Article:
Magnesium has been found to help anyone with migraine; but it can be useful for menstrual migraine in the second half of the cycle – 400mg a day. (ask for medical advice if you are on any other medication or unwell. Magnesium can also cause diarrhoea so build up the dose over a few days)
What is causing the pain and can it be treated?
We now know that pain from headache and migraine is caused by the muscles or arteries of the head, it is not the brain. Both of these tissue types can be affected by your neck or jaw. So anyone getting frequent headaches or migraines should see an osteopath and get checked out. Treatment can help reduce the severity and frequency of attacks. If you have muscle pain you will have tender areas of muscle in the neck, jaw or temple. If artery pain is the problem, you may find, during an attack, pressing your fingers on your temples relieves the pain. Knowing which type of pain you have is important because muscle pain will not be relieved by triptan medication.
Many migraine sufferers have a sleep disorder so a melatonin supplement may help. (Take according to the label)
As previously mentioned Magnesium 200-500mg a day helps and also B2 200-400mg a day. Allow 3 months to notice benefit from these. (Read the health guidance on the label. Both can cause initial diarrhoea so increase dose gradually to avoid this. Ask for medical advise if you are on any other medication or unwell.)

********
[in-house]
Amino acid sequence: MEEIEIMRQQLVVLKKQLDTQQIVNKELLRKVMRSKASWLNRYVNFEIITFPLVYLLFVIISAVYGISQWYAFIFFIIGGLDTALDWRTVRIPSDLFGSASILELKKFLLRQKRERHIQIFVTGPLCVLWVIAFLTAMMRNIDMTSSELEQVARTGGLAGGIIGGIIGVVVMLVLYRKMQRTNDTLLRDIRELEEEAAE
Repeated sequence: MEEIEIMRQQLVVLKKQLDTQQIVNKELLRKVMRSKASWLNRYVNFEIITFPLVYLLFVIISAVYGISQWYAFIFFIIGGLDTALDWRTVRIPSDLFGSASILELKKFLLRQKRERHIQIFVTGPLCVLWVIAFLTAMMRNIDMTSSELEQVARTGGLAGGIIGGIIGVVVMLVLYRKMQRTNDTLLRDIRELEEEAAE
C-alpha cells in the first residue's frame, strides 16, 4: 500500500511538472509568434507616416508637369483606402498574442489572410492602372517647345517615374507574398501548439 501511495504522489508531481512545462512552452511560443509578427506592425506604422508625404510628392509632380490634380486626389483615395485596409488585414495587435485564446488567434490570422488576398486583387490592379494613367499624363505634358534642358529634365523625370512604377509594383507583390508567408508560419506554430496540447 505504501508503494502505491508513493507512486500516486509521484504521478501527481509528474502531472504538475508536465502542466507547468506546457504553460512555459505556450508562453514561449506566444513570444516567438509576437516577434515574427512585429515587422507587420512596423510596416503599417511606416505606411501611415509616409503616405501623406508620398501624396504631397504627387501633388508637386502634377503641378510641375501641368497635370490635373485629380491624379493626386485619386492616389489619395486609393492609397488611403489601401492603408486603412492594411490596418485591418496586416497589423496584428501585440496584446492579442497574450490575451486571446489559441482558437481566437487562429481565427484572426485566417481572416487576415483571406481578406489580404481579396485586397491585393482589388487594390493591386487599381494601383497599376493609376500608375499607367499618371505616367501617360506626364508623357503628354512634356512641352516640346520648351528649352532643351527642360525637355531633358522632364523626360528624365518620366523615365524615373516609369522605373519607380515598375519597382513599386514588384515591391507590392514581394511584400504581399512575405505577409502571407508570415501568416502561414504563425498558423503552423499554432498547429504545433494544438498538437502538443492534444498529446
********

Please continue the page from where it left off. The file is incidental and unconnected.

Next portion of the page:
Many people find Aspartame is a trigger so try avoiding this to see if it makes a difference.
Ginger has been found to be very effective with headache and migraine pain. Watch the video via this link: https://nutritionfacts.org/video/ginger-for-migraines/
I would pay attention to this because treating nausea with headache is very important. We now know that persistent nausea can make an attack worse, or more frequent, leading to a chronic state. Because of this I also recommend the use of digestive enzymes to assist the stomach and digestion during an attack.
Lavender Oil has also been found to help with headache and migraine; such a simple thing to carry round with you too. A video to explain its use via this link: https://nutritionfacts.org/video/lavender-for-migraine-headaches/
These are very painful. And no they are not a frequent patch of normal headaches or migraine. They are a type of headache in their own right that are so painful the sufferer cannot even keep still. Well turns out capsicum can sometimes help. So if you are a cluster headache sufferer you could watch this video: https://nutritionfacts.org/video/hot-sauce-in-the-nose-for-cluster-headaches/
Daily relaxation is very important: and I don’t mean sitting down with a cup of tea and watching Coronation Street. You need to shut the door, lie down and close your eyes and do some form of guided relaxation or meditation. This will help drop the level of hypersensitivity in your brain.
I hope you found this blog helpful. If you want to contact me you can do so through the contact form on this website. If you think others would benefit from reading it, please share.
Don’t forget, with migraine, management is the key to prevention
and prevention is better than cure.